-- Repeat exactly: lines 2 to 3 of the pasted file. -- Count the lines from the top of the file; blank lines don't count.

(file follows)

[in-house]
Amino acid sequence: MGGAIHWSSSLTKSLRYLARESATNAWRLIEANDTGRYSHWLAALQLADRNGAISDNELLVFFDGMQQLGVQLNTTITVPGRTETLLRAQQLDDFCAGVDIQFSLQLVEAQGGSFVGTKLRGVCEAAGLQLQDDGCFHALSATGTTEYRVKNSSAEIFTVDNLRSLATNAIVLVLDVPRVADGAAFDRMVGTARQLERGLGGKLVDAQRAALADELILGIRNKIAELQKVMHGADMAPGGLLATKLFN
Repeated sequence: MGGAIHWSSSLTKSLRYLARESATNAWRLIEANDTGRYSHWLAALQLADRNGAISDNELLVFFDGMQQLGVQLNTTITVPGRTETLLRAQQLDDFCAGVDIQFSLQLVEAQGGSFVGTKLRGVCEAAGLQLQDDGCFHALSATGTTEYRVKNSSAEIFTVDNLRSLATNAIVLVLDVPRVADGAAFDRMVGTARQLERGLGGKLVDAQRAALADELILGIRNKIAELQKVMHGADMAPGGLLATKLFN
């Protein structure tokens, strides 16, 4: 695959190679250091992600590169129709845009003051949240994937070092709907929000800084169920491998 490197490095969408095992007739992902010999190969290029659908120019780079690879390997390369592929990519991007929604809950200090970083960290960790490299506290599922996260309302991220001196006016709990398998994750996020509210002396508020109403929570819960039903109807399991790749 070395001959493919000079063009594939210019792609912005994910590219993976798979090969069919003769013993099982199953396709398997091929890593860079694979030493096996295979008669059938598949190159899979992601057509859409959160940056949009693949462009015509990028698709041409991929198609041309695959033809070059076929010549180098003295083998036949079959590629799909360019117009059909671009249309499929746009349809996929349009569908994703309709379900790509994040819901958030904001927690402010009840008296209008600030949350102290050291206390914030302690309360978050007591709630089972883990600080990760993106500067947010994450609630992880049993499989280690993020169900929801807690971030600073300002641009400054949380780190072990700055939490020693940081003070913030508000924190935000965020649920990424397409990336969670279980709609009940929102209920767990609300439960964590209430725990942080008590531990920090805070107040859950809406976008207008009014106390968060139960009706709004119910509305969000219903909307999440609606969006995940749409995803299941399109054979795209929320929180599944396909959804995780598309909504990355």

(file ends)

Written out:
Amino acid sequence: MGGAIHWSSSLTKSLRYLARESATNAWRLIEANDTGRYSHWLAALQLADRNGAISDNELLVFFDGMQQLGVQLNTTITVPGRTETLLRAQQLDDFCAGVDIQFSLQLVEAQGGSFVGTKLRGVCEAAGLQLQDDGCFHALSATGTTEYRVKNSSAEIFTVDNLRSLATNAIVLVLDVPRVADGAAFDRMVGTARQLERGLGGKLVDAQRAALADELILGIRNKIAELQKVMHGADMAPGGLLATKLFN
Repeated sequence: MGGAIHWSSSLTKSLRYLARESATNAWRLIEANDTGRYSHWLAALQLADRNGAISDNELLVFFDGMQQLGVQLNTTITVPGRTETLLRAQQLDDFCAGVDIQFSLQLVEAQGGSFVGTKLRGVCEAAGLQLQDDGCFHALSATGTTEYRVKNSSAEIFTVDNLRSLATNAIVLVLDVPRVADGAAFDRMVGTARQLERGLGGKLVDAQRAALADELILGIRNKIAELQKVMHGADMAPGGLLATKLFN